Many FinTech companies, especially in the early days, had no moral hazard. They were funded by easy venture capital – again, often from people with an understanding of technology but not of the financial industry. For example, the Hong Kong Monetary Authority found that applicants for FinTech licences couldn’t even fill the applications forms in properly.
There has been a presumption that everyone needs mobile, etc. services. In South Africa in 2018, the regulatory system was cautious. Lobbyists, arguing the case of accessibility, wrote a report as if the case for FinTech outside the banking sector was a done deal.
The South African attitude was simple: if you want to provide banking services, you must be, or must be a registered agent of, a bank.
Maybe they have changed that since: I’ll have to look it up sometime.
if it has, South Africa has added risk which it had prudently designed out of its financial system.
I have long argued that the FinTech industry is a bubble waiting to burst and that consolidations were inevitable.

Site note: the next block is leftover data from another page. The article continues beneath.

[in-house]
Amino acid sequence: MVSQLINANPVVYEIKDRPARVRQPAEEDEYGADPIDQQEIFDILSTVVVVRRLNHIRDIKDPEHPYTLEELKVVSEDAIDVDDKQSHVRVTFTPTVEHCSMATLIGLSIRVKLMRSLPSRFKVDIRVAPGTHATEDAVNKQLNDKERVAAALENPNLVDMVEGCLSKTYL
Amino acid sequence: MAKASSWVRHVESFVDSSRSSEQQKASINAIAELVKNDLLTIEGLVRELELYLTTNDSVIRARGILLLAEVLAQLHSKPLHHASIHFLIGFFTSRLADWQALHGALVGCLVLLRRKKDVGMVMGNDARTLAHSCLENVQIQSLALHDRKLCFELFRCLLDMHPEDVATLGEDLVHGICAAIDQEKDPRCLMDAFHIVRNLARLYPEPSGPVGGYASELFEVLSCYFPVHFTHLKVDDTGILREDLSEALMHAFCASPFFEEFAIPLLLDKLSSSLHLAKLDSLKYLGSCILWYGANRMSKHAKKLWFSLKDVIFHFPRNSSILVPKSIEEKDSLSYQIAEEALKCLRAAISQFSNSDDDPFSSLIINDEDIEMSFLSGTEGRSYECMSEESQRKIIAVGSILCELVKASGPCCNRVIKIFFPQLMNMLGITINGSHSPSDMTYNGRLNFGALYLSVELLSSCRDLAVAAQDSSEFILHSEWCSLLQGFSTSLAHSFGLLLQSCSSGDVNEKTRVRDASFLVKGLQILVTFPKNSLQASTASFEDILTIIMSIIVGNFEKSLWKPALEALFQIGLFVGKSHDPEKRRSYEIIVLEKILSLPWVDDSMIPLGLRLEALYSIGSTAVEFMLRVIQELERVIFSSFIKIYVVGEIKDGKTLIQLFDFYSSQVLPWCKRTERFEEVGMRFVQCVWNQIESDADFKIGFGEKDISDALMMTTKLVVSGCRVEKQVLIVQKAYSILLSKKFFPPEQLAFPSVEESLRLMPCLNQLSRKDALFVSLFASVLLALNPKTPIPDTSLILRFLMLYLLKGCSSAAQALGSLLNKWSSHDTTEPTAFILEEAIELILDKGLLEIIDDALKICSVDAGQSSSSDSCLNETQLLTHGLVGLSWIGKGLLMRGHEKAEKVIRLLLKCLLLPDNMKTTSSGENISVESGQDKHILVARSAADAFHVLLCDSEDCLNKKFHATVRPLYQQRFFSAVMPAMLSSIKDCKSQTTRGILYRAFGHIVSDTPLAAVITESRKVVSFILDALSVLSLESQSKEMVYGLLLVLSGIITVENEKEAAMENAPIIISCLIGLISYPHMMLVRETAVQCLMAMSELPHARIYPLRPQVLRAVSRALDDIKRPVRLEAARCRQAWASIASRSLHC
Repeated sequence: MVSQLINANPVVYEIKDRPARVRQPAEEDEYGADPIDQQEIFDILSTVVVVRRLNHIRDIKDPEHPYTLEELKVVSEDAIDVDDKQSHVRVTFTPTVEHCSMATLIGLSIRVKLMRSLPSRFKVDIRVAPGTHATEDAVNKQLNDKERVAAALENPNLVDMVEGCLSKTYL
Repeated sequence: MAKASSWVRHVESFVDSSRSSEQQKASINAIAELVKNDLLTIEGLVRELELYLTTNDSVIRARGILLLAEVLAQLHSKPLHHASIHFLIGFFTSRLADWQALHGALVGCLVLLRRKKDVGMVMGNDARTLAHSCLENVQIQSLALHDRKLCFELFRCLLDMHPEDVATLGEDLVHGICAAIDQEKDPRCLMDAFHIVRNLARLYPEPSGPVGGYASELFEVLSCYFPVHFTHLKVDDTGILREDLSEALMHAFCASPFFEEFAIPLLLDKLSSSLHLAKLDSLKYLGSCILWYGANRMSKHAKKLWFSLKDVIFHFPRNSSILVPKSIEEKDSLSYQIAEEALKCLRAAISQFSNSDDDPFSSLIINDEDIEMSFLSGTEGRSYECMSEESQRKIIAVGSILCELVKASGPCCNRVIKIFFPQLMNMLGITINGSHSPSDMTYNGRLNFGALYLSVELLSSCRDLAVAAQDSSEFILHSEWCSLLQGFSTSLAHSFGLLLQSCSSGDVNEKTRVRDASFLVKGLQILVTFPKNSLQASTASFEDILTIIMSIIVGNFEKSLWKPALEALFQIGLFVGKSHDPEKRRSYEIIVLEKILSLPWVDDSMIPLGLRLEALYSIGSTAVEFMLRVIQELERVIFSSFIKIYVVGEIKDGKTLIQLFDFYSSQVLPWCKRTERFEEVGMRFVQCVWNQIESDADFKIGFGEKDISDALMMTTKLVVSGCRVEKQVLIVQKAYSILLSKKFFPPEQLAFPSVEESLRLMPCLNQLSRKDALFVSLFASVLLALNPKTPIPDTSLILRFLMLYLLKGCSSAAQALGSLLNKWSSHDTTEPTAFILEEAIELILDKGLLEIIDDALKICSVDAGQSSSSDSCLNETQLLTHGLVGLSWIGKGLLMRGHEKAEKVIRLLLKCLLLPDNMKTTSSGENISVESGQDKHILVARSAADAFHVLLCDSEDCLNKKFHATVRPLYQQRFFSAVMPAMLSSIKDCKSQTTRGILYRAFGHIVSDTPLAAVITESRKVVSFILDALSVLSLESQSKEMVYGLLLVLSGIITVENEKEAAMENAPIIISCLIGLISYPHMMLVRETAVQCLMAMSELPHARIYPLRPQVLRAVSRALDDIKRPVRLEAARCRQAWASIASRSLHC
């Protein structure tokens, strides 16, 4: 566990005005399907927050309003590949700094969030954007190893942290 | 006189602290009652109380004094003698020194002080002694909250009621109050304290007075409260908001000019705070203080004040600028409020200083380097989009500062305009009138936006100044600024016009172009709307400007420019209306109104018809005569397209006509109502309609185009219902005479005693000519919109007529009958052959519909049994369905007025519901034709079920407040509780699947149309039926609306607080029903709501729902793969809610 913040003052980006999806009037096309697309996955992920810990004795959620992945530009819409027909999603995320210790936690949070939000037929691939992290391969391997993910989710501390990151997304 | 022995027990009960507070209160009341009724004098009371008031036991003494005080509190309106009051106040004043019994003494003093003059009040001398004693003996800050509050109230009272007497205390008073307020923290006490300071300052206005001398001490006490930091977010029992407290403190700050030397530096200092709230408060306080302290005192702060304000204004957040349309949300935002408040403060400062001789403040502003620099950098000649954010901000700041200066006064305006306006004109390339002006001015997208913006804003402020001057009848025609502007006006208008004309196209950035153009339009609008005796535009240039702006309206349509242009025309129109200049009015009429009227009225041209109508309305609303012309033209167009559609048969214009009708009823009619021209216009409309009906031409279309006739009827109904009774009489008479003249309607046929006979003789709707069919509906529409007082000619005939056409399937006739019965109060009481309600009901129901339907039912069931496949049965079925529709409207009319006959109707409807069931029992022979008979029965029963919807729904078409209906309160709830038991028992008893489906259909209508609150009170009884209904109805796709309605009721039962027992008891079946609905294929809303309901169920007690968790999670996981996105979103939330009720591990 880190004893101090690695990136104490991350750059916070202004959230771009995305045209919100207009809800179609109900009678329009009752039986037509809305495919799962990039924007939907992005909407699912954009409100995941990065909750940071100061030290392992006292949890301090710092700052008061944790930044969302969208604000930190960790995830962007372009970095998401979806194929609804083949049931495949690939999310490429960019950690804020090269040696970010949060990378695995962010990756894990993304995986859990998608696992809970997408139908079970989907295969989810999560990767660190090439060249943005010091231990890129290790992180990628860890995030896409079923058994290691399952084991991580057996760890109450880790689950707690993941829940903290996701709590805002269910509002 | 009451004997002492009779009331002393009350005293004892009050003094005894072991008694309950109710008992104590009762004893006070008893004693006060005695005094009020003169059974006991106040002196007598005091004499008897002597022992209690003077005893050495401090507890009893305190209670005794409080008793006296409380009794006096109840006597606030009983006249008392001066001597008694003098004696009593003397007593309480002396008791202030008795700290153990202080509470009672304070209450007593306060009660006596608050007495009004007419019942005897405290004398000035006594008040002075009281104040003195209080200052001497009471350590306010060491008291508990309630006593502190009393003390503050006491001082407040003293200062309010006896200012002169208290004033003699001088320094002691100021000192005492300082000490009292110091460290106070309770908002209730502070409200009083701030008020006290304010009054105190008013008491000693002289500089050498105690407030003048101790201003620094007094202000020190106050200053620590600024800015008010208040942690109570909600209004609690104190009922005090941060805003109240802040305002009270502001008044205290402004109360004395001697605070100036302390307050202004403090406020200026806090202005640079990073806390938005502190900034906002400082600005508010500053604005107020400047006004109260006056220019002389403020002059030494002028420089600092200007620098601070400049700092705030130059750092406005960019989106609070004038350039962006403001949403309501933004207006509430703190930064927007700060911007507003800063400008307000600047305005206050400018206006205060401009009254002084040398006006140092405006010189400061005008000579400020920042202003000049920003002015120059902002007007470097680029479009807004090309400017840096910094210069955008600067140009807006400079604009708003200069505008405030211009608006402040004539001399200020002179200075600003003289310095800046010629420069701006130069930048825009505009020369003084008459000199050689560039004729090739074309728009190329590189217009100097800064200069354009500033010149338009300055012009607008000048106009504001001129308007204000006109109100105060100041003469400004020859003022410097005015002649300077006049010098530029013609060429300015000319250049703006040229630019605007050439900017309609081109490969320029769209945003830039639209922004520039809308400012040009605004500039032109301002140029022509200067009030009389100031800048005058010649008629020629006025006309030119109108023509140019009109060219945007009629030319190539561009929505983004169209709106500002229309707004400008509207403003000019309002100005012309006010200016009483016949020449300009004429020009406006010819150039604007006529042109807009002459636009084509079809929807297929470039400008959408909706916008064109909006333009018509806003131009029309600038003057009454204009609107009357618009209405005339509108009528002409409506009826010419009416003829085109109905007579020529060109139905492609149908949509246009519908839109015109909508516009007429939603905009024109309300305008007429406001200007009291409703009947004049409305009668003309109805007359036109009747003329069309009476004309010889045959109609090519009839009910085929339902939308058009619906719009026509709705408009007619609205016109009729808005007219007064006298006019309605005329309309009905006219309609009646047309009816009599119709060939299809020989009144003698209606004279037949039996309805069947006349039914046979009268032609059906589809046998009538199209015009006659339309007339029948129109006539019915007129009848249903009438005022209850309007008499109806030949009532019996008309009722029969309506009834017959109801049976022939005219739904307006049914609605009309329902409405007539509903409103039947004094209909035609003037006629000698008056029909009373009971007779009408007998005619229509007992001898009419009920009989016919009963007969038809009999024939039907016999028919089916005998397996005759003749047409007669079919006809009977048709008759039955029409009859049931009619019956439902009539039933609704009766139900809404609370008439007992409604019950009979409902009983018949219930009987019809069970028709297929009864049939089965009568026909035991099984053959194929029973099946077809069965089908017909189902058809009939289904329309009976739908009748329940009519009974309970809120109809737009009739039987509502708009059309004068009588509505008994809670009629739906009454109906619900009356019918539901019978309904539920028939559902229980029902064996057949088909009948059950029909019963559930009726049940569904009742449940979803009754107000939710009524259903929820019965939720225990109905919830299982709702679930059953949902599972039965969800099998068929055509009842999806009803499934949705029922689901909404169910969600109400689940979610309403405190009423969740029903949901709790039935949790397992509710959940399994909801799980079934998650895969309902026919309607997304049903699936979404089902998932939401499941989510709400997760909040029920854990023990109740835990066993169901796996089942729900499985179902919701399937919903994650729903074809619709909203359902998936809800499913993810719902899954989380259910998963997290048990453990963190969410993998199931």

The consolidations would happen by way of acquisition – which is what Wirecard did – and the burst would be when venture capitalists decided enough was enough and that the dot com bubble’s symptom of excessive burn rates was repeating itself.
As companies come under pressure and face failure, consolidation would accelerate but only for as long as the venture capitalists supporting the consolidator continue to pump in money.
Sooner or later, they pull out or call for whatever is the current incarnation of Drexel Burnham Lambert, in the hope of raising junk bonds. And yes, we are now seeing something similar to that with Initial Coin Offerings being proposed for takeovers of failing businesses.
The FCA did not issue a press release about suspending the accounts of Wirecard’s business in the UK, or rather it appears, as of today, to have issued one and, several days later, re-written it.